What separated D&D from other games, thereby spawning a new category—role-playing games?
Now, this can be a bit tricky because whatever elements you come up with, you can likely find pre-D&D examples of. But here it goes anyway.
- Non-zero-sum. One player “winning” doesn’t mean another player “loses”. Players can—and typically do—coöperate.
- A referee who—instead of moderating between the players—provides flexibility that no set of written rules can. The scope of the game becomes limited only by imagination.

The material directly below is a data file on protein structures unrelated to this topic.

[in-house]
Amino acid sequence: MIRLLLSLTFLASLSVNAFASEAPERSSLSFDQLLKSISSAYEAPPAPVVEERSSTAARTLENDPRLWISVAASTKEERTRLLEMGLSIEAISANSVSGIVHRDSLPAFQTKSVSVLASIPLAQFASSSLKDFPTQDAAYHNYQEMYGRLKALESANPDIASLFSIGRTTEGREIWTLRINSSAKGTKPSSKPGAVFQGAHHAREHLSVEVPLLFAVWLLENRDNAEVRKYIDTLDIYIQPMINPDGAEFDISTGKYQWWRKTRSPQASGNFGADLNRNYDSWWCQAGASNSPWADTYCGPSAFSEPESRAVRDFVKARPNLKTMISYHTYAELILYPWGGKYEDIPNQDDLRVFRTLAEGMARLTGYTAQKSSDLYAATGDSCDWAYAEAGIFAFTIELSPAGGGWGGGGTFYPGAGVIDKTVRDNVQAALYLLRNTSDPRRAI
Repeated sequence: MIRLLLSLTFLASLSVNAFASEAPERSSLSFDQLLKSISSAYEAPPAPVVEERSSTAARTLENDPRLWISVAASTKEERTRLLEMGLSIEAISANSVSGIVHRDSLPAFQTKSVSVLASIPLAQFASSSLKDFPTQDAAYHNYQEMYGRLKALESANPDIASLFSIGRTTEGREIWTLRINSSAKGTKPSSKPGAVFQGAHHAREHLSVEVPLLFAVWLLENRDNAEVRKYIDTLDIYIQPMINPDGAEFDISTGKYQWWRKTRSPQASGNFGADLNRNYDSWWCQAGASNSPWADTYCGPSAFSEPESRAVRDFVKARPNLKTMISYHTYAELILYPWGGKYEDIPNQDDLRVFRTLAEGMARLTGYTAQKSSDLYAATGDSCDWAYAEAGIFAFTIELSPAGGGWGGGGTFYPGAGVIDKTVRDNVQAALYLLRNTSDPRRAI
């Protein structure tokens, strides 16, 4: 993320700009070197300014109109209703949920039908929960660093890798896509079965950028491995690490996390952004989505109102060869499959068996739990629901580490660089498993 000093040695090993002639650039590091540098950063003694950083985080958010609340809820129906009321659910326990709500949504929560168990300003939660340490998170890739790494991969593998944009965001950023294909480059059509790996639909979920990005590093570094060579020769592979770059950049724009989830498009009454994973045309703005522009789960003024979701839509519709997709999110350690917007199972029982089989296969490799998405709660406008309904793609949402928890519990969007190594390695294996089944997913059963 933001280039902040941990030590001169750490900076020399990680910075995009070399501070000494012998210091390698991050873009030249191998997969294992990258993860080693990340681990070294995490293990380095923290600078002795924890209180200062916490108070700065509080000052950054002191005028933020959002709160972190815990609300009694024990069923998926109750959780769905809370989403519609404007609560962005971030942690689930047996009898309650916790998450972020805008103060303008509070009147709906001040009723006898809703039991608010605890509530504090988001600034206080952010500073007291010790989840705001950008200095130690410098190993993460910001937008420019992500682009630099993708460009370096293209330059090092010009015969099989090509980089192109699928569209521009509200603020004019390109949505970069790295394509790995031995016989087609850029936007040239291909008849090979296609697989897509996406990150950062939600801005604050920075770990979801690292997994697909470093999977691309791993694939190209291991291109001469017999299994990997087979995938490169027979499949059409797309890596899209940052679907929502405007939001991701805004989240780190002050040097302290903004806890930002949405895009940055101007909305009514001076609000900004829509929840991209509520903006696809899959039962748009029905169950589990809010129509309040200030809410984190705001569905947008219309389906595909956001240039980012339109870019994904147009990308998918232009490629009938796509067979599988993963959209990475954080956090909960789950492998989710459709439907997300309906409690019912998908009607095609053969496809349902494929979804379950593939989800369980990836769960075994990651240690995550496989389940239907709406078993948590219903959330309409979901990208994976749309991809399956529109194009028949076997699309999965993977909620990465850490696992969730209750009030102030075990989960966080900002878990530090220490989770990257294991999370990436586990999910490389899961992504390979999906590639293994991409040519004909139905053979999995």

- Open ended. There are no victory conditions.
- One player plays one “figure” that represents one character.
One was definitely something (according to Heroic Worlds) Wesely was going for with the Braunsteins.
Two seemed to be a tool he discovered—from Strategos—to help make it happen. (It has been said that Strategos got it from Free Kreigspiel.)
Three seems to have developed in Arneson’s Blackmoor campaign.
And again, these things are kind of tricky. I’m sure things weren’t nearly that clear-cut.
Four seems to have occurred in the Braunsteins as well. Although it seems essential to list it, I’m tempted not to. I’m not sure why.